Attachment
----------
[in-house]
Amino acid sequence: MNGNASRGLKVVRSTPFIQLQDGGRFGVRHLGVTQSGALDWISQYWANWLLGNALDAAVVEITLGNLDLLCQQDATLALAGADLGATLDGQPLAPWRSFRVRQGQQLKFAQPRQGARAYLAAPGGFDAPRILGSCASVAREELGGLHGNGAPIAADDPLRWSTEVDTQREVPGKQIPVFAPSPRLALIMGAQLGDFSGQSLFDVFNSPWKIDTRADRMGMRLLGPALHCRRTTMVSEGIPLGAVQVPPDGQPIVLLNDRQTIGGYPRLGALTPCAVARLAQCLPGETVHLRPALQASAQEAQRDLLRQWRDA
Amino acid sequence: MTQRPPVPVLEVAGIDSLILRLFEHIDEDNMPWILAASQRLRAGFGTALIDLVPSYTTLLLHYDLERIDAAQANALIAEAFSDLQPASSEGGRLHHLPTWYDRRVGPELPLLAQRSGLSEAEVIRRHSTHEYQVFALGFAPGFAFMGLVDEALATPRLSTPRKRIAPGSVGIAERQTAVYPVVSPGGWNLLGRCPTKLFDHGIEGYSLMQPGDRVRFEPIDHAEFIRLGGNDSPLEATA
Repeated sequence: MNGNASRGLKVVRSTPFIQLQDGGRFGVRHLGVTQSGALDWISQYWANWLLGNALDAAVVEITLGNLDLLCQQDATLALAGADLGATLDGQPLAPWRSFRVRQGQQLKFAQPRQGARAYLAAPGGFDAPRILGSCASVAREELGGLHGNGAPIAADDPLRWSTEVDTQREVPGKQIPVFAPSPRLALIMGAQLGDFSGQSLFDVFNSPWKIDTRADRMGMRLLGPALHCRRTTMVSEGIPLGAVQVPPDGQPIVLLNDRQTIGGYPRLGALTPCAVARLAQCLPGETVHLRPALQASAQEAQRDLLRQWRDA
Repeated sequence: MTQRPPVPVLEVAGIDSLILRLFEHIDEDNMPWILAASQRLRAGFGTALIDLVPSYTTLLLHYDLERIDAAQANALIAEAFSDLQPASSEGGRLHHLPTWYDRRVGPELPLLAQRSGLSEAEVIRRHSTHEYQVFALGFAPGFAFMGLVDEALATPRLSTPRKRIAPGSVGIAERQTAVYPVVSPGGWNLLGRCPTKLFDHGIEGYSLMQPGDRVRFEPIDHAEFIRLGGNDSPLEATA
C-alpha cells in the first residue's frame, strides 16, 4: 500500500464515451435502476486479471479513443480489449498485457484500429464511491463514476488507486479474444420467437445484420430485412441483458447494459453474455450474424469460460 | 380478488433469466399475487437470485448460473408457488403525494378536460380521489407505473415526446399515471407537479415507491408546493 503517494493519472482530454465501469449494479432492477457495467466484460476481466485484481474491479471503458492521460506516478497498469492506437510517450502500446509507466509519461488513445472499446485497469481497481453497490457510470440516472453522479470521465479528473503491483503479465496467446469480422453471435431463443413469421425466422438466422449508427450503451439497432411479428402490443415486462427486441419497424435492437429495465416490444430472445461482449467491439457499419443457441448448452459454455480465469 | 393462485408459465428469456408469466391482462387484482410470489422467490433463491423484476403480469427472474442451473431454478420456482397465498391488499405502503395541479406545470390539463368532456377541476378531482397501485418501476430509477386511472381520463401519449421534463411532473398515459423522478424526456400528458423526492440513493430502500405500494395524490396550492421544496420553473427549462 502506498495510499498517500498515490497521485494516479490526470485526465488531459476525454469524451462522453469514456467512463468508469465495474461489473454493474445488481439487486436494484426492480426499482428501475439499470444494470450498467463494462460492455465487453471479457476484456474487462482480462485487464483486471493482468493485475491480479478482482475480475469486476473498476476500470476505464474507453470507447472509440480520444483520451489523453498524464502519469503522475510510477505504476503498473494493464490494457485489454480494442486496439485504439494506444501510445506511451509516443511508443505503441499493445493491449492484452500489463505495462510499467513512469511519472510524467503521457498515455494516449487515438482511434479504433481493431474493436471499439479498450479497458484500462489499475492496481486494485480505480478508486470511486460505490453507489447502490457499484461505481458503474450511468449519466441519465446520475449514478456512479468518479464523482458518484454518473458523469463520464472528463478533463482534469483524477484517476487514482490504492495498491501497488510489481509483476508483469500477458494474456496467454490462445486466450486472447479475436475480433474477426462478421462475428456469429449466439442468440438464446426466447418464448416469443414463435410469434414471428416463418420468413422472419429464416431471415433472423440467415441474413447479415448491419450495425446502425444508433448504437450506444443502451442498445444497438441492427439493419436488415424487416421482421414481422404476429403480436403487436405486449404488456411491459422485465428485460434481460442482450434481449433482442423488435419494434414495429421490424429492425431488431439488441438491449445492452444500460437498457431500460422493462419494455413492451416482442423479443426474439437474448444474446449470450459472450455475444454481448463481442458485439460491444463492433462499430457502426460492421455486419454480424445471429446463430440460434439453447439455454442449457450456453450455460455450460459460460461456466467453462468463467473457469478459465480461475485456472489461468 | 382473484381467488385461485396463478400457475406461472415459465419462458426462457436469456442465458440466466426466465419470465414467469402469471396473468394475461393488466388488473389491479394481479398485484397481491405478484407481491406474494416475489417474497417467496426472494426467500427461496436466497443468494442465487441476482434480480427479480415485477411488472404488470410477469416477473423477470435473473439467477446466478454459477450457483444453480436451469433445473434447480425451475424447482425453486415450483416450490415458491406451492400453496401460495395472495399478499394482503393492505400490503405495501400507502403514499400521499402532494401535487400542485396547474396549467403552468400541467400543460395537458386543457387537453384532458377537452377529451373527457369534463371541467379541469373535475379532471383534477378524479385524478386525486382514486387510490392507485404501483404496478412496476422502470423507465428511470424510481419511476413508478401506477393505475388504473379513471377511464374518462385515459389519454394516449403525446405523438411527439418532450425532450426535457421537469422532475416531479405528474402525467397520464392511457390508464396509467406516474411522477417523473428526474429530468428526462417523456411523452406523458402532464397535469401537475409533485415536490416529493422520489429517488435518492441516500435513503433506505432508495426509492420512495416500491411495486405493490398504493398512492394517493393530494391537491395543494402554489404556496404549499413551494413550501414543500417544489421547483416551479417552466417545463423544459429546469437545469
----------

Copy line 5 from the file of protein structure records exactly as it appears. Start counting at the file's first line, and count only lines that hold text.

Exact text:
Repeated sequence: MTQRPPVPVLEVAGIDSLILRLFEHIDEDNMPWILAASQRLRAGFGTALIDLVPSYTTLLLHYDLERIDAAQANALIAEAFSDLQPASSEGGRLHHLPTWYDRRVGPELPLLAQRSGLSEAEVIRRHSTHEYQVFALGFAPGFAFMGLVDEALATPRLSTPRKRIAPGSVGIAERQTAVYPVVSPGGWNLLGRCPTKLFDHGIEGYSLMQPGDRVRFEPIDHAEFIRLGGNDSPLEATA